Charles Spinosa has been a management consultant for over 25 years. Charles works with leaders to turn their cultures, leadership styles, and product and service offerings into admirable, distinctive masterpieces that capture market share, enjoy high profits, and change the way customers and other stakeholders think of their industries.
Some of the clients who have benefited from these masterpiece creating services are Cadent, Scottish Water, RSA, AXA, Scottish and Southern Energy, NCR, Digicel, Bank of Ireland, the Hospital for Special Surgery, Bewley’s, Voith-Siemens Hydro, CEMEX, ADP, the Warner Music Group, American Century Funds, Oppenheimer Funds, the San Francisco Chronicle, Celtic Football Club, Bancomer, Deutsche Bank, Mashreq Bank, Telesign, and the Inter-American Development Bank. The work with CEMEX has been written up numerous times, most notably by Chan Kim and Renée Mauborgne in Blue Ocean Strategy and C. K. Prahalad in The Fortune at the Bottom of the Pyramid.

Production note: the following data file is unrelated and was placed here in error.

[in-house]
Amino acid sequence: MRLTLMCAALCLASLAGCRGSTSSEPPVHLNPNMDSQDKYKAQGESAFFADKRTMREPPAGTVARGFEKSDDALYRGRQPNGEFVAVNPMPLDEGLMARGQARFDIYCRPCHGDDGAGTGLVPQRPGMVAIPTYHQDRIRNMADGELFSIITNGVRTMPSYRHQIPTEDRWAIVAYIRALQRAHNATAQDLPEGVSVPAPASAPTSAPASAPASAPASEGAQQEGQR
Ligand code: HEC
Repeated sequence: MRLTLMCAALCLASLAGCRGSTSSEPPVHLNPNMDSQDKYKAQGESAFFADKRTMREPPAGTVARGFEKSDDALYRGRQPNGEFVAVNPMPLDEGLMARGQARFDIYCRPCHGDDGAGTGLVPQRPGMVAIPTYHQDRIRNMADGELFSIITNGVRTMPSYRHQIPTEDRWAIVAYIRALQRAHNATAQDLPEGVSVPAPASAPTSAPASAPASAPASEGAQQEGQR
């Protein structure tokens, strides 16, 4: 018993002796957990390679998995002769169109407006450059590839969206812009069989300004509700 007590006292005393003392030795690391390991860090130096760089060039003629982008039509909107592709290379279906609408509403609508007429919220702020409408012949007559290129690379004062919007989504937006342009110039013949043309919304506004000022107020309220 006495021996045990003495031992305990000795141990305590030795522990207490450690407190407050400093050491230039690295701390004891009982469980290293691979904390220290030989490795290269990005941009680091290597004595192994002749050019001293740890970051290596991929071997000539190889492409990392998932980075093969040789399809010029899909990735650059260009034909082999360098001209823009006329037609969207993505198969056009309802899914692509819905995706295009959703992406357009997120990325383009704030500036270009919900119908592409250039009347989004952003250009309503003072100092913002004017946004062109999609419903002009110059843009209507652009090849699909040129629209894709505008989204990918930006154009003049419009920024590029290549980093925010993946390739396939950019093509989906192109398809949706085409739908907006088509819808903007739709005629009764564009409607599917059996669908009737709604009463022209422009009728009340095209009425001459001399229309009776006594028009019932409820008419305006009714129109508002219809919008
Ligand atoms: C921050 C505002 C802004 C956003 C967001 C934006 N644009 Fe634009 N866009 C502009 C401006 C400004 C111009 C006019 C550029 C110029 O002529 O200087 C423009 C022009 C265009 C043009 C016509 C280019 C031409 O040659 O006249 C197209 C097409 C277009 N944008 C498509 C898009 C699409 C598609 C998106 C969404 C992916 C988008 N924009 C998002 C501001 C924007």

In 1997, Charles published Disclosing New Worlds, and now under contract with the MIT Press for a book on leadership with expected publication ins 2023.
Peter Aspen of the Financial Times described Disclosing as:
“A brave attempt to reformulate the relationship between democratic rights and economic progress in an age when the triumphalism of technological advance masks an unconfident vision of the future.”
Some of Charles’s 30+ scholarly publications include: “Beyond Rational Persuasion: How Leaders Change Moral Norms,” Journal of Business Ethics (2022); “Trust at first sight,” How can brands build trust among customers (2019); “What Calls for Thinking in Business: Consulting as a Heideggerian Philosopher,” in Handbook of Philosophy of Management (2018); “Coping with time in organizations: Insights from Heidegger,” in Skillful Performance: Enacting Capabilities, Knowledge, Competence, and Expertise in Organizations (2017); “Transforming Crippling Company Politics,” Organizational Dynamics (2014); “Communicating with Customers,” Kellogg on Marketing (Wiley 2008); and “Promise-based Management” in the Harvard Business Review (2007)
Before consulting, Charles was a visiting assistant professor at the University of California, Berkeley, and an assistant professor at Miami University, Ohio. His consulting draws heavily on his training in the humanities.